He was one of the greatest of all time, but it wasn’t because he was born that way.
Michael Jordan won his first title in 1991 and in the book I just finished reading, The Jordan Rules by Sam Smith we find a different side of Jordan that exemplifies (nice word) what it takes to be a champion.
So here goes…today’s “Tell It Tuesday” where we talk about fear and ways to conquer it. Keep your eyes peeled because I have some practical advice for ya towards the end.
It’s important to recognize that it wasn’t until Jordan, who most would consider a legend, never really did it on his own. I mean Jordan in his first championship didn’t even hit the shot that won the game…it was a little-known player named John Paxson who also happened to be the lowest paid starter in the league.
We’re gonna leave this one here today with this: It’s important that you consider the company you keep.
You can do a lot on your own. I have a lot of faith in you, but I would have you consider that keeping track of who’s around you, that is to say, making sure that everyone around you compliments your skillset (and mindset) is THE most important part of accomplishing anything great.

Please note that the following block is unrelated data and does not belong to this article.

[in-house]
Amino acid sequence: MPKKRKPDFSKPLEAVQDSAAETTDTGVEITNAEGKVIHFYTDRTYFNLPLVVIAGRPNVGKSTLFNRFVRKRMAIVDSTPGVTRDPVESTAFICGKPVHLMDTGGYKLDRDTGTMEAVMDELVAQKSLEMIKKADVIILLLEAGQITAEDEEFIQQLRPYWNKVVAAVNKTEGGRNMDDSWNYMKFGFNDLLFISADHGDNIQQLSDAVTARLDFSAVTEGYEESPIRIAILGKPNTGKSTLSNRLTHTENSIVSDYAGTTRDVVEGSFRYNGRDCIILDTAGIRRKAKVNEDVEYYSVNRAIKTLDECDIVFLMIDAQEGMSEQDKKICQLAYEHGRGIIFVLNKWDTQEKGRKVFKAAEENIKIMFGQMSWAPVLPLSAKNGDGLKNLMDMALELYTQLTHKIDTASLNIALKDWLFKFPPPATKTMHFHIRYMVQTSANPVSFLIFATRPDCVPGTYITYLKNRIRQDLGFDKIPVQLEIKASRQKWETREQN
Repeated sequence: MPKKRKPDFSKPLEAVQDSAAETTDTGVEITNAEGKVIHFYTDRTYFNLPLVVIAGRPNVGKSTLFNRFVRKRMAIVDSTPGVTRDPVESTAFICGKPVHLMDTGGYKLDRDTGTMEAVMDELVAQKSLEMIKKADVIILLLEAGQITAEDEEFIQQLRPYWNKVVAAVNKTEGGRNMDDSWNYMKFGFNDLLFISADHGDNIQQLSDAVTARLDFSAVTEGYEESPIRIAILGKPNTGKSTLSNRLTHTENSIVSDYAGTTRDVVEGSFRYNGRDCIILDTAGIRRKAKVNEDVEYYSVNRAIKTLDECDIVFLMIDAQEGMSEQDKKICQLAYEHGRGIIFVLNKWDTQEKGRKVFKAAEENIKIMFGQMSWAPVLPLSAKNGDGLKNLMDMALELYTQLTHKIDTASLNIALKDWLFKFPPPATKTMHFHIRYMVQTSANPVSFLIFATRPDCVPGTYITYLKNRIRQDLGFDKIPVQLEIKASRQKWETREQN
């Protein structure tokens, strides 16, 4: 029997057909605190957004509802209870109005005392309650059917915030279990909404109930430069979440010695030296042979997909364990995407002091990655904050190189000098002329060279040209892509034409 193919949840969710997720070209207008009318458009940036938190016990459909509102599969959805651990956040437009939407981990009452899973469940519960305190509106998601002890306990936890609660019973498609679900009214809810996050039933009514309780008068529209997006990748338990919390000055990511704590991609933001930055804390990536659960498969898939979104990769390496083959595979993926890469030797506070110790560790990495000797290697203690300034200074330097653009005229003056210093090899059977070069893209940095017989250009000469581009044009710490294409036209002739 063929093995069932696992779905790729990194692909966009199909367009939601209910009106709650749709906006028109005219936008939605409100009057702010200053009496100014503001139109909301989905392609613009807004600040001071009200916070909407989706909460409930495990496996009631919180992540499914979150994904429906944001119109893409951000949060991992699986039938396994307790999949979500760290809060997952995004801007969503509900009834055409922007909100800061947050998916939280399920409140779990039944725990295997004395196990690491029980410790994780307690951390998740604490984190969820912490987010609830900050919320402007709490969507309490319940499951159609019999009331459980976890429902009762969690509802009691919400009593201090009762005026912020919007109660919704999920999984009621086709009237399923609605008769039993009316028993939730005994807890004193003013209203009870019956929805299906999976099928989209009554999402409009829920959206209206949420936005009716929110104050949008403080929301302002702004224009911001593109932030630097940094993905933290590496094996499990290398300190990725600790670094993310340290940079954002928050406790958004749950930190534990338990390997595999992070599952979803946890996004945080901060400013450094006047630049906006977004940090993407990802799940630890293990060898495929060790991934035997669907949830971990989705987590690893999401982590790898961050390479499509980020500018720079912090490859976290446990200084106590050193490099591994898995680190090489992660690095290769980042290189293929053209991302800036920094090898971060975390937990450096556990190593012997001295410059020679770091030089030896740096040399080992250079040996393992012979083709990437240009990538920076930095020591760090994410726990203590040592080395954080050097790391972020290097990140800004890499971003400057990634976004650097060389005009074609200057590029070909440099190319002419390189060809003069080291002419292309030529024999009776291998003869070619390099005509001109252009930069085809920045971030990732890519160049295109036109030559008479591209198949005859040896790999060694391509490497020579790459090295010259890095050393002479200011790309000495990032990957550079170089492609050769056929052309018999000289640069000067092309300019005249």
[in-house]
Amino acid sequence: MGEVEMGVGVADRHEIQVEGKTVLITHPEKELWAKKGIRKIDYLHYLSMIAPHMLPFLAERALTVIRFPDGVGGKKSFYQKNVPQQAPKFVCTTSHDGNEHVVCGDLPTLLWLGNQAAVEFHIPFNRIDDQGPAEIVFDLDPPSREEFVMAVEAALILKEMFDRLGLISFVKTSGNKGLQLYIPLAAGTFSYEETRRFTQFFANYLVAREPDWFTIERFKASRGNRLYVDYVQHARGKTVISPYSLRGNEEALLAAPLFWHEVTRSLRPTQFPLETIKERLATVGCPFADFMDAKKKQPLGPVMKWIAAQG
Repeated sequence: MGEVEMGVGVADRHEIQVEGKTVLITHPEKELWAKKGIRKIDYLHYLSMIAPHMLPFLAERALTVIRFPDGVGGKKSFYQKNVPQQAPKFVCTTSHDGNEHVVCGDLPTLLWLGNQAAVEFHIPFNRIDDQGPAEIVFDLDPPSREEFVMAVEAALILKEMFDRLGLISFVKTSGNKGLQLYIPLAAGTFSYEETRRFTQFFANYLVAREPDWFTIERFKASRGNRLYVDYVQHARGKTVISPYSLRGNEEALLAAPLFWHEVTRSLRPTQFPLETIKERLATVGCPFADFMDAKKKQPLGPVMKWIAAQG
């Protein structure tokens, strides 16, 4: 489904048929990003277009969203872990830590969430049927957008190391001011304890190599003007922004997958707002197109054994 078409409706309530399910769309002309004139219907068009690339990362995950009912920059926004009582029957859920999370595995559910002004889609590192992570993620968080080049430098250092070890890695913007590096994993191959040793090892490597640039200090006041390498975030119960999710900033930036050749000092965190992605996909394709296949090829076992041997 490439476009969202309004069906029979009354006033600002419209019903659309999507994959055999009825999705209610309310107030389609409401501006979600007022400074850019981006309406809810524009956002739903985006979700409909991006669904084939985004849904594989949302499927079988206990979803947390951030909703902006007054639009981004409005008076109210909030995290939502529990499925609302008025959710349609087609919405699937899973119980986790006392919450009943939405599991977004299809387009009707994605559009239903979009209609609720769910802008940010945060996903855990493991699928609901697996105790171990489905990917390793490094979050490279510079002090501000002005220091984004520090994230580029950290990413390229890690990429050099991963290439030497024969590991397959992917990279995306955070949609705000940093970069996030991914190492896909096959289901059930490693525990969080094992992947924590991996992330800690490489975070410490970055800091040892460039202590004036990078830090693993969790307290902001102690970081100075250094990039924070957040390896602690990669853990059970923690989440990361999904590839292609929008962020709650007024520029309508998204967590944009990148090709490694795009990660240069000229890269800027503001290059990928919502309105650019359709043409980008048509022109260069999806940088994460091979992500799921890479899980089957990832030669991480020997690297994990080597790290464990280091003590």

Jerry “3 peat ” Washington
P.S. The punchline here is that to achieve greatness, you don’t necessarily have to be great yourself, but you DO have to recognize what works. One thing that I have found that really works is to take a look at your circle of contacts at least once a year and determine who you are going to replace. Just like a team that is reloading for another championship, you have to always make sure you surround the star (that’s you) with complementary talent. Talk soon…
P.P.S. Just so we’re clear, I’m not saying you should get rid of your friends or cut them off. It’s just that sometimes it’s easier just to spend a little less time with those who don’t desire to improve while simultaneously searching for more like-minded individuals to be a part of your team. Okay, I’m really gonna go now. Thanks for reading!